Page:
Two old stories by a curious but telling coincidence made it into the top news last week. One re-ignited the ADHD isn’t bad parenting or poor diet, it’s an illness (and genetic to boot) debate; the other reminded us just how determined Big Pharma can be when it comes, as they say in financial circles, to helping us grow our GDP. The theme which unites these two stories is medicalisation – that tendency to transform the vagaries of human nature into ‘real’ illnesses.
A Professor Thapar from the Land of the Leeks blew the genetic trumpet for ADHD. A number (as it turned out, an embarrassing small number) of kiddos with ADHD had a higher proportion of scrambled genes compared to non-ADHD kids, suggesting that ‘ADHD is not purely a social construct’. No longer is Morgan-Jones Minor an A-hole the size of Australia, oh no boyo, Morgan-Jones Minor has an illness, and a genetic one to boot. The weakness in this line of argument, given that most of the ADHD kids didn’t have the genetic defect, was promptly pointed out by the well known couch torpedo Oliver James, who helpfully added it was all a load of outrageous hype, aimed at boosting sales of anti-ADHD drugs.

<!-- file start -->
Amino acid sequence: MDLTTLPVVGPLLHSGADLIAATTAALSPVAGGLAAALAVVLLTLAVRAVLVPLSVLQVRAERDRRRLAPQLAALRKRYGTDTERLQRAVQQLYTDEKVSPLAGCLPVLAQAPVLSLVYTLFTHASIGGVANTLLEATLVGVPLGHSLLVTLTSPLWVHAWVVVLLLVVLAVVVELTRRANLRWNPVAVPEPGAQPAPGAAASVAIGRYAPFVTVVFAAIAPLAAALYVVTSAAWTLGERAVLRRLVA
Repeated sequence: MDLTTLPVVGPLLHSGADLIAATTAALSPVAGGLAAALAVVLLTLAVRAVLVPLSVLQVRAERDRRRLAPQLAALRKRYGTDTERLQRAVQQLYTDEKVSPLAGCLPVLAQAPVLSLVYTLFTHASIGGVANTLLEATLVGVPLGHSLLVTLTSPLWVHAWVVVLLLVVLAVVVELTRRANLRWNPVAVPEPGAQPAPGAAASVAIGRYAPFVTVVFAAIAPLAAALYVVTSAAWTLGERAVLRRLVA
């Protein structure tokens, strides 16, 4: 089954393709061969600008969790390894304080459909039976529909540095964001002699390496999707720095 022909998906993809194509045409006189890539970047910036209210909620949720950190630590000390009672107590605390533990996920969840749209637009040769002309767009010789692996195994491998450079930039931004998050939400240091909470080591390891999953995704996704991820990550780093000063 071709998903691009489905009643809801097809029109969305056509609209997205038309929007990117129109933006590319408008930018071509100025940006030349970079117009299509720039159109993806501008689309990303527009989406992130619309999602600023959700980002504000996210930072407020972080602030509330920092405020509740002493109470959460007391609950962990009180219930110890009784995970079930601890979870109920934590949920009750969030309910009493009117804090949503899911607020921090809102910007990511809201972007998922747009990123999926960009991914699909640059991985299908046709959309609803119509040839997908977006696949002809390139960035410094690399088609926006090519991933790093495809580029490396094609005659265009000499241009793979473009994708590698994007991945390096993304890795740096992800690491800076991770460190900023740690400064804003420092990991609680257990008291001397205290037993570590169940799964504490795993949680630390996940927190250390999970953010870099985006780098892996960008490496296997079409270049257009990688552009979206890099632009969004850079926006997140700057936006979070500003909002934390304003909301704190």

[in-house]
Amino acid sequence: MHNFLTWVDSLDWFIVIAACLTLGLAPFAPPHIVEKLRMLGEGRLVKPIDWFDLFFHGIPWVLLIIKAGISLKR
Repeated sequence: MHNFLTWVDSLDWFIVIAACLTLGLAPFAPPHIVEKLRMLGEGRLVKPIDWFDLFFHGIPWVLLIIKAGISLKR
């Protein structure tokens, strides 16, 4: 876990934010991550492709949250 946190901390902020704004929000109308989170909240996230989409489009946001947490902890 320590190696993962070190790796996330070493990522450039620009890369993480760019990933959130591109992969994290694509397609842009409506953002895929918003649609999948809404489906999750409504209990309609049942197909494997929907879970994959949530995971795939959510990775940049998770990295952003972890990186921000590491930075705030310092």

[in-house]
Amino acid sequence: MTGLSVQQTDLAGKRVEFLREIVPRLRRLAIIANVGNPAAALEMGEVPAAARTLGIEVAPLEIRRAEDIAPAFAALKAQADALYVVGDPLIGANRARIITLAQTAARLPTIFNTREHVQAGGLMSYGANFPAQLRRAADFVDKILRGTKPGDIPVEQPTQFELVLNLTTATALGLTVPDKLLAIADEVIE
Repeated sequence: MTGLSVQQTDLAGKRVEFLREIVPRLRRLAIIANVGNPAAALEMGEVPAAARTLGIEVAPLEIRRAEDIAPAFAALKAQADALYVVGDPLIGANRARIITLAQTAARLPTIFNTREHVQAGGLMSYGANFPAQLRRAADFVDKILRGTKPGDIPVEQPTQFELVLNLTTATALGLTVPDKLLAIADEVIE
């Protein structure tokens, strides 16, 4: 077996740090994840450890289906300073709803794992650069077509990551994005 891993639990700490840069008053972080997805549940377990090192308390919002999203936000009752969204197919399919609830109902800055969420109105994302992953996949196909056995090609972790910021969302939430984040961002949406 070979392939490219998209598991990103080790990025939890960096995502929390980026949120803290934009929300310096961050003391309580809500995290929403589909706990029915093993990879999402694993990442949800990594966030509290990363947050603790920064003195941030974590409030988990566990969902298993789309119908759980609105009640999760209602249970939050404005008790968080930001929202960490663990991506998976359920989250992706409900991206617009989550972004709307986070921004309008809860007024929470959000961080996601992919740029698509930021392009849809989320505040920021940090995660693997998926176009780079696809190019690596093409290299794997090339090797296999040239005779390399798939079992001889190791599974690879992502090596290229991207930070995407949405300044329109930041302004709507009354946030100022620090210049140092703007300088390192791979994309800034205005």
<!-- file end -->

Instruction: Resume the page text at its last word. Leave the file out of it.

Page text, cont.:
Meanwhile, a Ray Moynihan, a learned hack from the Antipodes, has been busy showing how Big Pharma invents illness in the pursuit of profit. Ever since Viagra put the Big back into Ben, not to mention billions of dollars into drug company coffers, the drug industry has been beavering away hyping female sexual dysfunction (FSD), a female equivalent to erectile dysfunction, to create a vast new pool of patient need. And the industry, Moynihan notes coyly, ‘shows no signs of abandoning plans to meet the need it has helped to manufacture’.
Neither ADHD nor FSD have yet graduated as mature diseases; both inhabit the grey territory of disorder and dysfunction. At one end of the spectrum there are no doubt real patients with real diseases (even if we have yet to define the diagnosis and pathology) who need real medical treatment, whilst at the other end we have exaggeration, hype and the transformation – medicalisation – of that which is properly ordinary into pseudo-illness.
By all means, make it atomic for me – and equally less atomic for Morgan-Jones Minor. But do us a favour – don’t make out we are ill when we are not.